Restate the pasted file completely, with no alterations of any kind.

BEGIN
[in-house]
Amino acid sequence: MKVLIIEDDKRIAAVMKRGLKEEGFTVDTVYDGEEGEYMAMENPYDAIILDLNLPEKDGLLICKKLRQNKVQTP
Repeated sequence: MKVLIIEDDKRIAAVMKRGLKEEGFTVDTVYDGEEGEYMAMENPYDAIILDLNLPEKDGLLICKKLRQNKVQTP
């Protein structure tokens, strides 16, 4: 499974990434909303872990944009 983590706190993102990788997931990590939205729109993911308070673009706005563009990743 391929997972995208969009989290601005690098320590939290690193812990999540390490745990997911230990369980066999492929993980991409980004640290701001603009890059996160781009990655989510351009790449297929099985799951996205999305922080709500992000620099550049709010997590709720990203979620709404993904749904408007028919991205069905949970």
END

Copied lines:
[in-house]
Amino acid sequence: MKVLIIEDDKRIAAVMKRGLKEEGFTVDTVYDGEEGEYMAMENPYDAIILDLNLPEKDGLLICKKLRQNKVQTP
Repeated sequence: MKVLIIEDDKRIAAVMKRGLKEEGFTVDTVYDGEEGEYMAMENPYDAIILDLNLPEKDGLLICKKLRQNKVQTP
């Protein structure tokens, strides 16, 4: 499974990434909303872990944009 983590706190993102990788997931990590939205729109993911308070673009706005563009990743 391929997972995208969009989290601005690098320590939290690193812990999540390490745990997911230990369980066999492929993980991409980004640290701001603009890059996160781009990655989510351009790449297929099985799951996205999305922080709500992000620099550049709010997590709720990203979620709404993904749904408007028919991205069905949970």